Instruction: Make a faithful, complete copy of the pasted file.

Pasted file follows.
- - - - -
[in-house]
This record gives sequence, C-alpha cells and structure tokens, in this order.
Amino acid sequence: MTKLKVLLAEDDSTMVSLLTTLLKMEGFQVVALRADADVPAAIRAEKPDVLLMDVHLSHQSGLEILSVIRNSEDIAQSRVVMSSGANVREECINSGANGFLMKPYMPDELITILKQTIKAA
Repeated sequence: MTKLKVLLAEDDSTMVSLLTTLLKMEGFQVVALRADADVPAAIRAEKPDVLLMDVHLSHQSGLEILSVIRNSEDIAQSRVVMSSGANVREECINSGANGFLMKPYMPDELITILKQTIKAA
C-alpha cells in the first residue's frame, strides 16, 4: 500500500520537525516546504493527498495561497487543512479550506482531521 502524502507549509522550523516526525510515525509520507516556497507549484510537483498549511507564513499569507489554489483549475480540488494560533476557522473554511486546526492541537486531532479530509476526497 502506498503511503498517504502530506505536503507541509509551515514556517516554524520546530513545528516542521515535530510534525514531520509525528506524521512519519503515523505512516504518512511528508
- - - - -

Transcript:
[in-house]
This record gives sequence, C-alpha cells and structure tokens, in this order.
Amino acid sequence: MTKLKVLLAEDDSTMVSLLTTLLKMEGFQVVALRADADVPAAIRAEKPDVLLMDVHLSHQSGLEILSVIRNSEDIAQSRVVMSSGANVREECINSGANGFLMKPYMPDELITILKQTIKAA
Repeated sequence: MTKLKVLLAEDDSTMVSLLTTLLKMEGFQVVALRADADVPAAIRAEKPDVLLMDVHLSHQSGLEILSVIRNSEDIAQSRVVMSSGANVREECINSGANGFLMKPYMPDELITILKQTIKAA
C-alpha cells in the first residue's frame, strides 16, 4: 500500500520537525516546504493527498495561497487543512479550506482531521 502524502507549509522550523516526525510515525509520507516556497507549484510537483498549511507564513499569507489554489483549475480540488494560533476557522473554511486546526492541537486531532479530509476526497 502506498503511503498517504502530506505536503507541509509551515514556517516554524520546530513545528516542521515535530510534525514531520509525528506524521512519519503515523505512516504518512511528508